Consumers want a large network to choose from and they want the comfort that their provider accepts and understands how their MA plan works, according to Silva. The provider has the power to close any gaps on trust a prospect or member may have in a plan they consider or choose, she says.
As a result, she says “it’s critically important for insurers to begin their provider outreach early in the year. It’s a great advantage to have them on board and integrated with all marketing and communications efforts through affiliation letters, in-office collateral, and being knowledgeable when a patient asks if they accept your plan, or how it works.”
The Medicare Plan Finder tool
This year Medicare revamped the tool, a move that Brousseau says shows that CMS may want to take a greater role in being the active point of contact for consumers. This has implications for sales distribution channels and health insurance carriers.
“CMS is making the statement that they want to be marketers, they want to be a one-stop shop for consumers to research, compare and enroll in plans, and it could minimize the role of sales distribution and sometimes prohibit carriers from being able to show the true overall value proposition that they offer the consumer. The catch is that the tool only puts out so much information per plan, but if a consumer goes to the carrier web site, they’d be more exposed to what the carriers offer,” he says.
CMS has made good additions to the tool, but it is still limited, not providing much more than information on premiums and copay, according to Brousseau. “Does that bode well for the consumer? Does it provide enough information for them to make meaningful and accurate decisions about what plan to enroll in? It’s something to keep an eye on. The CMS tool may not exactly be where they want it to be, but it appears that CMS is moving in the direction of increased marketing and being more of a comprehensive one-stop shop.”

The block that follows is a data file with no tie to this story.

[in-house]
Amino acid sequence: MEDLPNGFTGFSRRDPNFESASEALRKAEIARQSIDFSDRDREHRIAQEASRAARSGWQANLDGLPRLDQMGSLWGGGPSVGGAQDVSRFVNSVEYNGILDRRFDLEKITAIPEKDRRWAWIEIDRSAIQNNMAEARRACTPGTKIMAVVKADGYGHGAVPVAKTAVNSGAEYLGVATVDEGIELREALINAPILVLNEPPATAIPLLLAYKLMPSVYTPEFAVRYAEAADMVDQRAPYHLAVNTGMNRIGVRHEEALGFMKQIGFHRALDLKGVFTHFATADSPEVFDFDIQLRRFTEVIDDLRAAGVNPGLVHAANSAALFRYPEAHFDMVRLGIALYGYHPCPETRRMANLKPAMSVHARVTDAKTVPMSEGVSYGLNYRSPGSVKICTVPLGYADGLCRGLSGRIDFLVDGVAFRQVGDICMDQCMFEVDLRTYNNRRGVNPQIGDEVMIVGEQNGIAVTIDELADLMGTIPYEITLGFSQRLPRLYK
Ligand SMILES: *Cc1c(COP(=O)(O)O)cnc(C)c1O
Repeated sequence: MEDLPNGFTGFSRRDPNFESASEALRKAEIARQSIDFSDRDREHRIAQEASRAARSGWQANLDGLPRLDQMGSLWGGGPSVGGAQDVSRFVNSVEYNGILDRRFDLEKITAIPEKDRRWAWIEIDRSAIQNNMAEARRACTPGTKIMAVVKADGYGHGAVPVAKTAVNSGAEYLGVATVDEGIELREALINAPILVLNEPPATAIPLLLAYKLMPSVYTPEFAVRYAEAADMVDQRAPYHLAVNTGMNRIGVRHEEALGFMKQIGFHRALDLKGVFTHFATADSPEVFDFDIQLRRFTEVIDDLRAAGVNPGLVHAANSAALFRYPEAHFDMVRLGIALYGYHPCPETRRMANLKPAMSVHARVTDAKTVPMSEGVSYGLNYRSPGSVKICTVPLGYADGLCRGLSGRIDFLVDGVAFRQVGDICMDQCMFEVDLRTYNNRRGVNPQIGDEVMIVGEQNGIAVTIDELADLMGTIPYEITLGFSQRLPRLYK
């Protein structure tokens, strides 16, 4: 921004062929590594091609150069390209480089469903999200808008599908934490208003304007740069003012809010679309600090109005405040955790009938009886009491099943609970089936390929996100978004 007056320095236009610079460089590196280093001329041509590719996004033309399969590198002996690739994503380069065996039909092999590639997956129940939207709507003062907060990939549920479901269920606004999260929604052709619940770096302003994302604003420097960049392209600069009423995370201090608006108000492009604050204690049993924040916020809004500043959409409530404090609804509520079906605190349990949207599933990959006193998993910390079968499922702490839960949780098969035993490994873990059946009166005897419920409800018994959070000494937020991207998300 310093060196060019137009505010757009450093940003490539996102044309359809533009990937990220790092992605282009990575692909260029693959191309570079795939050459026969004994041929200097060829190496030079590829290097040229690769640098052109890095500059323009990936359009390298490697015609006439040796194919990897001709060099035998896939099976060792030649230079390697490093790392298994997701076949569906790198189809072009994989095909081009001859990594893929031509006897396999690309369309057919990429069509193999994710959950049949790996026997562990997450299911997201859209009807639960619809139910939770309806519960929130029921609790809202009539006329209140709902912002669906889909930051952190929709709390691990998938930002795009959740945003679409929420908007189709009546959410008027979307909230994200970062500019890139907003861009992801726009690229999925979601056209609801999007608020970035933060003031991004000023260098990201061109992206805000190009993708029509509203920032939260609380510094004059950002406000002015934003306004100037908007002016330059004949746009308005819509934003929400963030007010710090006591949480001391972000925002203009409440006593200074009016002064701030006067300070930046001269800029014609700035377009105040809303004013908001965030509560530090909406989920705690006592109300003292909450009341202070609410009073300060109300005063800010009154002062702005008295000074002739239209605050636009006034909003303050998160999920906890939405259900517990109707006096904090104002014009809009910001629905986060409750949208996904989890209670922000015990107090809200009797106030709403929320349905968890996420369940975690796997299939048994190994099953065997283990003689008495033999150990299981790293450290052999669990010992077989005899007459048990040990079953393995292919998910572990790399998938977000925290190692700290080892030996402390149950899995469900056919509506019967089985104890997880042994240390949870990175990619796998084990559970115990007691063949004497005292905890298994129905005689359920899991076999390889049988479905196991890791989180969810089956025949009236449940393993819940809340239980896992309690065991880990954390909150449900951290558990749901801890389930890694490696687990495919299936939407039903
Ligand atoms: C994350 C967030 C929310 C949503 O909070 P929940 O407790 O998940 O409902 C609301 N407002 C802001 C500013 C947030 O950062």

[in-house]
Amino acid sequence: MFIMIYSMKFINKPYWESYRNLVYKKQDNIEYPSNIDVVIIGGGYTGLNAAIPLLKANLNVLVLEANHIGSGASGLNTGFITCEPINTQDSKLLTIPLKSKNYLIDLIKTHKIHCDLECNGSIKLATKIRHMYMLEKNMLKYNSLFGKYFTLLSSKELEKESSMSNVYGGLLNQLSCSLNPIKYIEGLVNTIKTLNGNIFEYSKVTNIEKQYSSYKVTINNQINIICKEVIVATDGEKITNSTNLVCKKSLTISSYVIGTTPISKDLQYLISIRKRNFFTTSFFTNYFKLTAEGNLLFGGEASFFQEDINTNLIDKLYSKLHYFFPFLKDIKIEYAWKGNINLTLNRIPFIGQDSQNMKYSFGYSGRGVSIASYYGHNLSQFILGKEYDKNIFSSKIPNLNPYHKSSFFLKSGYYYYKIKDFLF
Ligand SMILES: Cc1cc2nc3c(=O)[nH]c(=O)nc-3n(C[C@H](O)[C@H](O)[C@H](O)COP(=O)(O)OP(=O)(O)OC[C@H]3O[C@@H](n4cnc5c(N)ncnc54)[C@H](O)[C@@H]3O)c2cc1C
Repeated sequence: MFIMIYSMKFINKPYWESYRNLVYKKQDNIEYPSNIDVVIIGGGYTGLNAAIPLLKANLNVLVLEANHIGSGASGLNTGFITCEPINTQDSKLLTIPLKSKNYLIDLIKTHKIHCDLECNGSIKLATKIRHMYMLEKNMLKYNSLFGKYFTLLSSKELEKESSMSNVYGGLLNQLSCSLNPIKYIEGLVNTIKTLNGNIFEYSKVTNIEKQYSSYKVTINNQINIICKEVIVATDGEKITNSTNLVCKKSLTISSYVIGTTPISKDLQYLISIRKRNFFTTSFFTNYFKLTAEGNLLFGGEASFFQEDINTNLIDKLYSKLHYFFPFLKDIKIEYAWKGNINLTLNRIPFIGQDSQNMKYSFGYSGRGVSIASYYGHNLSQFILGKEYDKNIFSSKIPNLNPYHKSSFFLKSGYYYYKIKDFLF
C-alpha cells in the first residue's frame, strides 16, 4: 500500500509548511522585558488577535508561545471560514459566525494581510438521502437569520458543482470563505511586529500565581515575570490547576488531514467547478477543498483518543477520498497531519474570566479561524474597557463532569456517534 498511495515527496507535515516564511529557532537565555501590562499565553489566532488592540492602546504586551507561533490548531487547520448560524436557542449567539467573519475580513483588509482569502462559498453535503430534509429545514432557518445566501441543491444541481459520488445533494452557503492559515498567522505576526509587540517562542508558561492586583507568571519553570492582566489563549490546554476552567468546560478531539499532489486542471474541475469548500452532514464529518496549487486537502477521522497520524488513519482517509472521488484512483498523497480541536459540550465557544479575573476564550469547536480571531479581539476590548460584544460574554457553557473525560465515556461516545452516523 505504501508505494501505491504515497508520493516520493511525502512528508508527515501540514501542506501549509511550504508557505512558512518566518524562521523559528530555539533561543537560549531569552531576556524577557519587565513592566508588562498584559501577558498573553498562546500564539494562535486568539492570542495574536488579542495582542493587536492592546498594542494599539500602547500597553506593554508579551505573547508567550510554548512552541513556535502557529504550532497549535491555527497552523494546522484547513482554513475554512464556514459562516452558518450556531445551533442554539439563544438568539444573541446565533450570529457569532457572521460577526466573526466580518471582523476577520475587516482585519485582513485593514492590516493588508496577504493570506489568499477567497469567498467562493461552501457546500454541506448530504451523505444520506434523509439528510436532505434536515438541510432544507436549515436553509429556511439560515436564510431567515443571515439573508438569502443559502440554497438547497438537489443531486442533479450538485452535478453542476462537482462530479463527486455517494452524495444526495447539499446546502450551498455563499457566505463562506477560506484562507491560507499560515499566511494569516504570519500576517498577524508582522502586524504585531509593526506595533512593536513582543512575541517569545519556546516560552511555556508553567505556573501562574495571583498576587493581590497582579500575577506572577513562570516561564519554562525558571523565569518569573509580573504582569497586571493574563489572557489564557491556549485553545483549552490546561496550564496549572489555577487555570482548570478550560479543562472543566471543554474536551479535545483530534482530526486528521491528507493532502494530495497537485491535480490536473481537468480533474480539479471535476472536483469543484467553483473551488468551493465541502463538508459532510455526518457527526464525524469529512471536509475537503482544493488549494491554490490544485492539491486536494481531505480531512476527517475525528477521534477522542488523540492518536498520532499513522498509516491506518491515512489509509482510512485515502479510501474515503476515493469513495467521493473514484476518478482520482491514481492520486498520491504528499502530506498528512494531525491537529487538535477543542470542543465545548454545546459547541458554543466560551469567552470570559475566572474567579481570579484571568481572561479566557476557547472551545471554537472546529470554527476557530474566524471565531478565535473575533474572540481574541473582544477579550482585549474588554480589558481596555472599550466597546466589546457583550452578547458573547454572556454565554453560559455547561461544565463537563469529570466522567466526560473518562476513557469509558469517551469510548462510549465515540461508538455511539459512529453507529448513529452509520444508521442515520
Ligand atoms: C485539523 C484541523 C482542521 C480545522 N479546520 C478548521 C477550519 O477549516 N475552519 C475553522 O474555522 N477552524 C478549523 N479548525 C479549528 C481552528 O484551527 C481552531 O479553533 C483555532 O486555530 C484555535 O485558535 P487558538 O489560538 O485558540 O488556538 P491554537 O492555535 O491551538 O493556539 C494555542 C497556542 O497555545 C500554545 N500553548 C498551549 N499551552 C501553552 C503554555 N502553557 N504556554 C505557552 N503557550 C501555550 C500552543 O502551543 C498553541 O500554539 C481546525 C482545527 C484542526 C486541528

The political landscape
Expect politics to interfere in next year’s marketing for the AEP, which will take place during one of the biggest presidential and congressional elections of our lifetime. With all the political noise, Brousseau says seniors, who are one of the most powerful voting blocks, may wait until after the election to decide what they’ll do about benefits.
The political advertisements will also bump health care advertising next year, which could have a big impact for MA plans trying to get their message to consumers. A Kantar Media analysis of the 2016 election found that political advertising crowded out other advertisers on local television and the share of advertiser ad time dropped from 77 percent to 51 percent in the final three weeks of the last election, a time frame that overlaps with next year’s AEP, Silva notes. And the study projects that the 2019-2020 federal election cycle will generate $6 billion in political advertising.
Just think about the impact of the impeachment hearings, which were an unexpected disruption at the end of this year’s AEP, Silva says. Many television channels aired the hearings without commercial breaks, which interrupted carrier’s broadcast media plans at a critical time, she says. It's hard to clear the number of spots scheduled when commercial time is so limited.
This means MA plans must come up with a strategy to successfully bypass this disruption, Silva says. DMW recommends managing the DRTV buy. So rather than “set and forget” multi-week flights, like typical TV, DMW monitored it daily for ongoing optimization. “This daily hands-on contingency planning is more time consuming, but by carefully overbooking media and adjusting dayparts we largely maintained clearance levels which kept call volume at a solid level,” she says.
She also suggests that MA plans get a contingency plan in place now. DMW recommends a multi-prong approach: Define a clear strategy; start planning early and know you will have to adjust your original media plan; have extra tracking 800 numbers and URLs for contingency; keep a close eye on digital targeting parameters; and pay close attention to mail dates since political mail is treated like First Class Mail®.
Other keys to success will be to bring in leads early to nurture through the AEP and conducting local events to engage with prospects and members, Silva says.